UTair’s losses shrink 17% in 2015

UTair Aviation saw its revenues shrink in 2015 UTair Aviation saw its revenues shrink in 2015 (Photo by Fyodor Borisov / transport-photo.com)

UTair, Russia’s third largest air carrier if helicopter operation is also considered, saw its net loss decline in 2015—17.4% year-on-year, according to the Russian Accounting Standards—to 18.426 billion rubles ($282 million at the current exchange rate). The airline’s revenue for the same period shrank 30% to 49.665 billion rubles.

The drop in revenues was recorded for UTair’s fixed-wing passenger services as well as for the company’s helicopter operations. In the case of passenger services, the company earned 38.139 billion rubles, a decrease of 25.5% year-on-year. Revenues dropped both for domestic services, which decreased 9.7% to 29.205 billion rubles, and for international operations, which went down 50.9% to 8.933 billion rubles.

Helicopter-related revenues plummeted 48.6% to 6.655 billion rubles year-on-year. Rotary-wing operations within Russia brought UTair 1.135 billion rubles, or 85.1% down year-on-year; foreign operations earned the company 5.520 billion rubles, up 3.6%.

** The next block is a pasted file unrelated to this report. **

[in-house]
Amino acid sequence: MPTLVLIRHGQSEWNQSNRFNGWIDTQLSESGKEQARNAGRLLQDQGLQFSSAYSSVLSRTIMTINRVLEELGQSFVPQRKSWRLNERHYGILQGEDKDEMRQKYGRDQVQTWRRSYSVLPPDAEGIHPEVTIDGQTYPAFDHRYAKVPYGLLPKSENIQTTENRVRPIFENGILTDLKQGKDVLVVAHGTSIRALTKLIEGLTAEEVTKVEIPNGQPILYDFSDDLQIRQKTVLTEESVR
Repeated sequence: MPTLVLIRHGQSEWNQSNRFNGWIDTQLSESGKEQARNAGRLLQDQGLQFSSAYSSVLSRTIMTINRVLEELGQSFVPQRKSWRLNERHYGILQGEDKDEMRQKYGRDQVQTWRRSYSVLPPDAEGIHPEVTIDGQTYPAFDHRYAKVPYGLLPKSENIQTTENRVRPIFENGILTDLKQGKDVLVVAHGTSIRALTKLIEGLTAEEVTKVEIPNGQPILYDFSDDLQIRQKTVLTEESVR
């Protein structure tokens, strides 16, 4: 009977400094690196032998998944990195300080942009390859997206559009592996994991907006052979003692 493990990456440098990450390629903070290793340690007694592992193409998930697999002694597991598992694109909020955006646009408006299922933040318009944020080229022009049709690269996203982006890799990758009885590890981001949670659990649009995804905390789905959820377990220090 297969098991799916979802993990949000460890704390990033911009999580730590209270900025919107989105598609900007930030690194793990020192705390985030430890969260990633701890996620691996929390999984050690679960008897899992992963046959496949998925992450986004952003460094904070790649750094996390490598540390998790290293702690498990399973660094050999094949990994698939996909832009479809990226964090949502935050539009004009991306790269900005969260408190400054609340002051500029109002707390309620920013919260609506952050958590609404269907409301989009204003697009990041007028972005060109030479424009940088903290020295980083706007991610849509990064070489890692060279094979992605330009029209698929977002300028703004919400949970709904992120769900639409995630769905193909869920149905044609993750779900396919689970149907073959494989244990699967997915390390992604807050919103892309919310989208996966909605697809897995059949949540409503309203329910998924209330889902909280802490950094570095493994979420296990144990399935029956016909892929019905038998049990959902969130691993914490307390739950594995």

UTair continues to include helicopter operations in its accounting reports despite the decision, made in early 2014, to spin off the rotary-wing division into a separate company at some point in 2015. A commentary accompanying the fresh report says the process has suffered delays and is now expected to be completed in Q3 2016.

UTair’s long-term liabilities grew threefold year-on-year to 84.771 billion rubles, whereas its current liabilities shrank 3.5 times to 21.025 billion rubles.

The commentary reads that the airline managed to reach debt settlement agreements, renegotiate lease payment schedules, and have leasing contracts extended with most of its lessors in 2015.

The carrier found itself in a difficult financial situation last year due to the overall economic recession in Russia. UTair’s accumulated debts resulted in several bankruptcy lawsuits filed against it, but the airline eventually managed to negotiate debt-restructuring deals with its creditors thanks to government support in the form of state guarantees.

The carrier cut its available carrying capacity significantly in order to improve the efficiency of its business model. As a result, in the initial phase of the recovery program, UTair registered a noticeable decline in passenger traffic. However, the figure grew 17.9% in Q1 2016 to 1.22 million passengers, despite the general stagnation of the Russian air transport market. UTair expects to carry a total of 6 million passengers in 2016, against 5.5 million in 2015.

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